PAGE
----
Melting snow is swirling the drains at local country clubs and municipal courses alike, much to the excitement of area golfers. Those happy hackers are no longer just stuffy, old fogies and rich investment bankers. A new, younger generation of golfers, like Caitlin Hora, are taking up this ancient game.
Golf is a game that takes a short time to learn, but a lifetime to master. Hora, who picked up the game before her freshman year of high school, can attest to this.
“It was horrible,” Hora said of the first time she teed up a golf ball. “It was very frustrating.”
Golf is more accessible than ever, with companies now producing cheaper items that cater to beginners. Individuals interested in the game need only go as far as the local big box retailer to purchase their first set of equipment.
Hora got her first set of clubs at age 14, but she wasn’t able to purchase a golf game itself. That took hours of practice. Instead of backing down from the initial challenge, Hora found herself addicted to the game and started putting in the time to improve.
“My dad knew a guy,” Hora said. “They were really close. He started giving me lessons.”
What started out as “just something to do,” quickly became something more.
“I needed to have a spring sport in high school,” Hora said. “I didn’t want to run track.”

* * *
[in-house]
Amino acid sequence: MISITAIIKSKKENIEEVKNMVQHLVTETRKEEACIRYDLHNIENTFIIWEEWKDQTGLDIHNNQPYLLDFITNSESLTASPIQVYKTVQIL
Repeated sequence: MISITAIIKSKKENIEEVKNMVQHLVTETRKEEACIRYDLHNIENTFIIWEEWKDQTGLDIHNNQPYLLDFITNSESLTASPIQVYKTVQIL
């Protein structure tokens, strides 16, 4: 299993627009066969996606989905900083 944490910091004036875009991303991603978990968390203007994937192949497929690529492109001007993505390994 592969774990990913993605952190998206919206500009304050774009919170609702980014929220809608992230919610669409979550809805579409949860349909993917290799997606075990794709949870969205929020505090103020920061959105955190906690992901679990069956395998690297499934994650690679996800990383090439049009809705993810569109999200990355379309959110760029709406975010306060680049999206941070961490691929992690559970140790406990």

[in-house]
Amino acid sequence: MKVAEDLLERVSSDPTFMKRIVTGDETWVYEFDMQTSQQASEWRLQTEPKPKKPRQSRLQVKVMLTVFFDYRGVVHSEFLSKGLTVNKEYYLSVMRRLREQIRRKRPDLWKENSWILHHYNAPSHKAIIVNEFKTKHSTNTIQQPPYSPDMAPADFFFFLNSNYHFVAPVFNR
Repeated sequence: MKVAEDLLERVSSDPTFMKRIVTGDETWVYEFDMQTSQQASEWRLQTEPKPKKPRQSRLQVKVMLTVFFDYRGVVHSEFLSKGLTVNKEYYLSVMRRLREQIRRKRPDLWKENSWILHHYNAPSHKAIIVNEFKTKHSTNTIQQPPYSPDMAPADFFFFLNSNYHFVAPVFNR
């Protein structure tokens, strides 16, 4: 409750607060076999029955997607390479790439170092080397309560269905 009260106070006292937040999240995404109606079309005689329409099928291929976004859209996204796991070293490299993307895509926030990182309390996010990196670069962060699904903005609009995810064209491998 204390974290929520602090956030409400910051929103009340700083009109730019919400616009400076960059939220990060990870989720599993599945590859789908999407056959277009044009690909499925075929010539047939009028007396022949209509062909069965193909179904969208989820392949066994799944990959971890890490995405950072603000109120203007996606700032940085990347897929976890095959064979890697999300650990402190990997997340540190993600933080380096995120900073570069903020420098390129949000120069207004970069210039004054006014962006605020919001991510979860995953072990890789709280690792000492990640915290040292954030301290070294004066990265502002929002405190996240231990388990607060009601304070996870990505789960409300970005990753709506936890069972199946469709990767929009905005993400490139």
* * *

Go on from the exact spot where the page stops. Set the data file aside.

Golf filled that requirement and Hora worked her way up on the team and played all through high school. Hora originally didn’t intend to pursue golf at St. Ambrose, but a chance encounter with a coach changed her mind.
“I didn’t intend to play golf here,” Hora said. “I just happened to meet with a coach and she was like, ‘Yep. We can give you a scholarship.’ So I decided to play.”
There also exists a draw to golf that rises above the competitive aspect of the game. Learning to hit a golf ball is challenging, but trying to teach a young child to do the same thing involves even more self-discipline and patience. This is something Hora learned when she became involved with a well-known youth development organization that catered to young golfers.
“I worked with The First Tee program for awhile last spring,” Hora said. “I did a little bit of coaching. There were probably about ten to 15 [children] total, but there were two other pros there as well.”
Hora plans to try to pursue a career in golf after she graduates from St. Ambrose University with her bachelor’s degree in psychology at the end of this term.
“Coaching would be something I’d like to do, but I’d rather play,” Hora said. “I’d probably join the junior PGA Tour in the Quad Cities around here. I’ll still be in the area.”
Since Scotsmen first attempted to whack stuffed chunks of leather in the 15th century, the game of golf has enthralled millions many a weekend over as they try to make their ball find a tiny, tiny hole oh-so-man-yards down a manicured bent grass fairway.
As the final lingering effects of winter give way to the greenest greens of spring, more golfers-in-training will take up this rewarding, albeit frustrating, game. Some may choose to give up after experiencing the initial learning curve that comes from a game like golf, but not Hora. She welcomes the challenge every time she sets foot on the first tee box.
“It’s something different every day,” Hora said. “The weather’s always different. The conditions are always different. You, yourself, are different every day. It still is very frustrating, but every shot is something that I enjoy.”